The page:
The view from Mount Higby on the Meriden-Middlefield line would have been gorgeous by the time Chris Koenig and two friends reached the top of the ridge on the winding blue-blazed trail late Monday afternoon.

On a sunny, clear day, a hiker standing on the ridgeline that thrusts toward I-91 can gaze on Long Island Sound. But the route along the Mattabesett Trail can be unforgiving. On the edge of the sheer rock face, there's nothing to grab, nothing to stop a fall. Last August, a 17-year-old girl from Madison died in a 250-foot fall off the cliff.

A preacher's son, popular and easygoing, Koenig, 22, loved the outdoors, and loved to challenge himself, said his father, the Rev. Richard Koenig, pastor of the Plantsville Congregational Church.

The 2003 Southington High School graduate was taking time off from the University of Rochester, selling replacement windows for New England Sash and "enjoying being 22," his father said.

Shortly before 5:30 p.m. Monday, at the edge of the cliff, "he tripped or stumbled - and he fell," Richard Koenig said Tuesday. "From everything everyone has told us, it was a tragic accident."

An autopsy Tuesday at the chief state's medical examiner's office determined that Koenig died of blunt force trauma and that the death was accidental.

Koenig plunged more than 200 feet, triggering a complex rescue attempt involving four fire departments and two police agencies. Two other hikers - one of Koenig's companions and a third hiker who had been walking alone on the trail - had started down the sheer cliff to try to help, but they got hung up on the rock face and had to be rescued by Middletown firefighters. Koenig's other companion summoned help with his cellphone, and then scaled down the mountain to guide Meriden fire crews to Koenig.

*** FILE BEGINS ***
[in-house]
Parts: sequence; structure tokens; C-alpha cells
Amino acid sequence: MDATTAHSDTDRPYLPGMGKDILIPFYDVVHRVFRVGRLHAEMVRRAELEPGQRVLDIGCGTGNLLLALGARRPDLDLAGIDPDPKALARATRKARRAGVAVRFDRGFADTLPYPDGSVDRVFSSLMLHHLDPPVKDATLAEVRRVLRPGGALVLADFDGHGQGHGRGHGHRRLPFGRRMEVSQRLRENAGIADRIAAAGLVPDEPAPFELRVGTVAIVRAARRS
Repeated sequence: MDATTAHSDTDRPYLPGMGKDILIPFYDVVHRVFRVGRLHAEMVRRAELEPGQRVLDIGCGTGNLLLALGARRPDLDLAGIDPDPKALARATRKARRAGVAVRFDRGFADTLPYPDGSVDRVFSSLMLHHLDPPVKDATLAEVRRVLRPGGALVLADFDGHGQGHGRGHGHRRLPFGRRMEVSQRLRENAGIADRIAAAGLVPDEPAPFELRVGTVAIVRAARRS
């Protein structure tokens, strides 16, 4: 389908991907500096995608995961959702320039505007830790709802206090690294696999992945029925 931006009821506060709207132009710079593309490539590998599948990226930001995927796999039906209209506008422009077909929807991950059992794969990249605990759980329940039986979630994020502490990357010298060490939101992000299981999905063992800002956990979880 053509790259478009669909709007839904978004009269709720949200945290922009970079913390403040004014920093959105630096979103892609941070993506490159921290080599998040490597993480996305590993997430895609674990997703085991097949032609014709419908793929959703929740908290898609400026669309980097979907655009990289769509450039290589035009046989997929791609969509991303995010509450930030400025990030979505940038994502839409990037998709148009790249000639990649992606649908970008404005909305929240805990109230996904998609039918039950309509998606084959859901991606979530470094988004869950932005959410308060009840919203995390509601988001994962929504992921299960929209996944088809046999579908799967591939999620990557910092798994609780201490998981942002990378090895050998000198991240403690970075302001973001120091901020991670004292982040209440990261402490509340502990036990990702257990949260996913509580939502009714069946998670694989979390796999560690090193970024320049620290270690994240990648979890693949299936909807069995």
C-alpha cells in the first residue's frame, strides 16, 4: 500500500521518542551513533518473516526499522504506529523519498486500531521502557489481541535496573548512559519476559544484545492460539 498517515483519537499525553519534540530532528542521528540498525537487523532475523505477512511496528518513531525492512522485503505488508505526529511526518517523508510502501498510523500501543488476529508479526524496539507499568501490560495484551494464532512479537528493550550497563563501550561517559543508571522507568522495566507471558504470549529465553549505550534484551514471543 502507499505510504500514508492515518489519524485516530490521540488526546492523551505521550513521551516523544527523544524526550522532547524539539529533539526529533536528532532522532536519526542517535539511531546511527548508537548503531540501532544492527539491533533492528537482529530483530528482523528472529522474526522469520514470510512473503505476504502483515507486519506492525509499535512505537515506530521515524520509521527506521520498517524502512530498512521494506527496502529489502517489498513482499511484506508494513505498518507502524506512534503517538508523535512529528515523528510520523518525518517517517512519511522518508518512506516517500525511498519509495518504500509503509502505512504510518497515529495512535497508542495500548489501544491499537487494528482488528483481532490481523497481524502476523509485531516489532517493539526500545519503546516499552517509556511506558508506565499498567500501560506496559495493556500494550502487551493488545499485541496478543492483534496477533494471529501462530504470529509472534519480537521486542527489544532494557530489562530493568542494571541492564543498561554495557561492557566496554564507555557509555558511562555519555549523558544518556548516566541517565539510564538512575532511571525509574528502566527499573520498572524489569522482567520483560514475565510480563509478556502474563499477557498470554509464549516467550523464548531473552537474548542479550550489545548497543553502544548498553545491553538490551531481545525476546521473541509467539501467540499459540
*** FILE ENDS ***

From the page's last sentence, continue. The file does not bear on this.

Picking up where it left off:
With no trees on which to tie their lines, Middletown Fire Capt. Jay Woron's crew had to drive iron pickets into the rocky trail to anchor their ropes. Firefighters rappelled 40 feet down the rock face, harnessed the stranded men, clipped them to their belts, and were hauled back up to the ridge.

On Tuesday, one of Koenig's companions, James Helbling, 20, of Southington, declined through his mother to comment on the ordeal. An incident report that described the actions of each person involved and the identity of Koenig's other companion was not available Tuesday.

"We're pretty lucky we didn't have four people falling," said Meriden Assistant Fire Chief Joseph Kaminski. "On the cliffs, one step can be one step too far."

The well-worn trail snakes into the woods at some points and winds back to within a few steps from the edge of the rock face, Woron said.

Koenig's death, like the other woodland accidents over the years, shook the hiking community.

"Our hearts go out to the family," said Adam Moore, executive director of the Connecticut Forest and Park Association. "We ask hikers, please, stay on the trail; please use caution."

At Richard and Susan Koenig's house on Church Street in Southington's Plantsville section, next door to the church that Richard Koenig has led for 16 years, friends arrived Tuesday with covered dishes.

The pastor remembered a son who was a skilled piano and viola player, a young man "who lived in the moment, who embraced life."

"He had two years at Rochester. He was home, trying to build up some funds, figuring out his direction in life. But he was happy," Koenig said.

"There's an unreality to it," he said. "One minute, you expect Chris to walk in the door. The next minute, you know he's not."